The health secretary takes on the Naked Chef

Oliver defended his schools meals agenda
Oliver defended his schools meals agenda

By politics.co.uk staff

Britain's health secretary has entered into a war of words with Jamie Oliver over his healthy school meals agenda.

Speaking to the British Medical Association (BMA), Andrew Lansley suggested an 'interventionist' approach was often counterproductive.

"Jamie Oliver, quite rightly, was talking about trying to improve the diet of children in schools and improving school meals. What was the net effect? Actually the number of children eating school meals in many of these places didn't go up, it went down," Mr Lansley told the conference in Brighton.


"There is a risk if we constantly are lecturing people and trying to tell them what to do, we will actually find that we might undermine and be counterproductive in the results that we achieve.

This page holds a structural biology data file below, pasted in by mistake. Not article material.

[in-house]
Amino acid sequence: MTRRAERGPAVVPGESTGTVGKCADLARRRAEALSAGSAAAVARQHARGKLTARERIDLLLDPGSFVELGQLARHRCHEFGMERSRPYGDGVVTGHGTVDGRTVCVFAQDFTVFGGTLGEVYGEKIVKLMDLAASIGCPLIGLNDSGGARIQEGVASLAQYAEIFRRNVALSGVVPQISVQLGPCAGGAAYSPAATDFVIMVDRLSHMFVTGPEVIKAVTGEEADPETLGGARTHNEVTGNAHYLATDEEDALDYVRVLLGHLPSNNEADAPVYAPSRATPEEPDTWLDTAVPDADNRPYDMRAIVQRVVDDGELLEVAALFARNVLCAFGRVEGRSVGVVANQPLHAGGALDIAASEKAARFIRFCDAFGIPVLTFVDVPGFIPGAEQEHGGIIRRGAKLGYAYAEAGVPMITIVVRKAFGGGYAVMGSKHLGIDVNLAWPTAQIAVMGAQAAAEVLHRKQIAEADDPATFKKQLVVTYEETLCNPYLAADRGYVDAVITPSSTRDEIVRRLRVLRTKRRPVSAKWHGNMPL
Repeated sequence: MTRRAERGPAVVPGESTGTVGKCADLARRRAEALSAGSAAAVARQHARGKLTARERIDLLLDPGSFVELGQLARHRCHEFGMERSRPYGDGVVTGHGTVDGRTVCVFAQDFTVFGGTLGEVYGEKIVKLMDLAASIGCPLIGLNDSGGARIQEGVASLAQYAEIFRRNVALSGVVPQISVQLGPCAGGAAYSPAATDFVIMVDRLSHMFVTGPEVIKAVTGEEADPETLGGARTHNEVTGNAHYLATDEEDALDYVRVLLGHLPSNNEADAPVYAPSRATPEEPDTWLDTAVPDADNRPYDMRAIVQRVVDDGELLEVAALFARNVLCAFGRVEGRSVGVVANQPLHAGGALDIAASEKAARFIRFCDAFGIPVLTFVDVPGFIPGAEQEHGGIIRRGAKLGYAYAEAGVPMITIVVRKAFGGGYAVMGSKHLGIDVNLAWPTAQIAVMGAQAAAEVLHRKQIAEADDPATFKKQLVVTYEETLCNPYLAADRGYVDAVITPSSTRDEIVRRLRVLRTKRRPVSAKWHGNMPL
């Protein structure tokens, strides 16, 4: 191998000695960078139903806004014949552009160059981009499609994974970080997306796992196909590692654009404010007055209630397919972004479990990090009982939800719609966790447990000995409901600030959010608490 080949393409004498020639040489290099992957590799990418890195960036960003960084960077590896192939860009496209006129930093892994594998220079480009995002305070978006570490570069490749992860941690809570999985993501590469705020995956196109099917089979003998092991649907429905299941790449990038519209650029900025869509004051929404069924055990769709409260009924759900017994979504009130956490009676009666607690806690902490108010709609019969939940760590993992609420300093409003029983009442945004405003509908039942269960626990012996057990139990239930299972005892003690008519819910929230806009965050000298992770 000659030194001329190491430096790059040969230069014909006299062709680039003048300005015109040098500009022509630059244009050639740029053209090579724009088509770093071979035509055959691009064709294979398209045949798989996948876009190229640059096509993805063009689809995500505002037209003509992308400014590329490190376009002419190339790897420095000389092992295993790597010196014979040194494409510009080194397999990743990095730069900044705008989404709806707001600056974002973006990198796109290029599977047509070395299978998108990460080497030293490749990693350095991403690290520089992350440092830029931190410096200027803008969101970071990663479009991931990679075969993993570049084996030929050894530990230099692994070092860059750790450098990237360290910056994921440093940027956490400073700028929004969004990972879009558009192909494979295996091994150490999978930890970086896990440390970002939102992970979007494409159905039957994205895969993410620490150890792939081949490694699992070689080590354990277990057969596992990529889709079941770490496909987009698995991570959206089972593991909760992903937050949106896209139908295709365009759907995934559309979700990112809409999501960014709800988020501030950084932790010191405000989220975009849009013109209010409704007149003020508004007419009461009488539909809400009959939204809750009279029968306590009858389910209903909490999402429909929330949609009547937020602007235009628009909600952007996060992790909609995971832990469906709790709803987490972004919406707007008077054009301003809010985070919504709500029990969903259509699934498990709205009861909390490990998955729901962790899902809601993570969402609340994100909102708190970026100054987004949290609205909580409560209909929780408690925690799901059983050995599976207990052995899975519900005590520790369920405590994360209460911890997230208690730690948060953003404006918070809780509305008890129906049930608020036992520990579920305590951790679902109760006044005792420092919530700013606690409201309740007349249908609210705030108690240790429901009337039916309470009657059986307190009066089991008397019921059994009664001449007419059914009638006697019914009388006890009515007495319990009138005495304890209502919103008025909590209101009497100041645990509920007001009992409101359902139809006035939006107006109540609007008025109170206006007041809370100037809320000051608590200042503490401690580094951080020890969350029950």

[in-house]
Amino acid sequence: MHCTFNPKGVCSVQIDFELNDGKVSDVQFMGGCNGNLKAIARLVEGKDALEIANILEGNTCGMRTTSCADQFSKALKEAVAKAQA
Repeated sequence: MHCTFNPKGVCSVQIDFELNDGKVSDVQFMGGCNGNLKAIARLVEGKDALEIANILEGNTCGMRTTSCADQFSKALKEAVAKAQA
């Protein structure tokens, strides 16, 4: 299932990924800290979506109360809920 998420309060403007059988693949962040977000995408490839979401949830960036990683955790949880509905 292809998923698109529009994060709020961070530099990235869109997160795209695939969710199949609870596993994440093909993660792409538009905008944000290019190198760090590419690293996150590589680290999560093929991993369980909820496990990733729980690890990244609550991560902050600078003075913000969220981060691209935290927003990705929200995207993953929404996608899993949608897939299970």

"We have to understand that this is a behaviour-change programme we're engaged in and if behaviour doesn't change, our likelihood is that we will fail."

The comments prompted a furious reaction from Mr Oliver, who insisted the lack of progress centred on a lack of funds.

"To say school dinners hasn't worked is not just inaccurate but is also an insult to the hard work of hundreds of thousands of dinner ladies, teachers, headteachers and parent helpers who strive to feed schoolkids a nutritious, hot meal for 190 days of the year," Mr Oliver, known as the Naked Chef, said.

New Labour seized on Mr Oliver's school food campaign when he shocked the public with programmes revealing the low quality of British school food, most memorably the processed meat of the 'Turkey Twizzler'.

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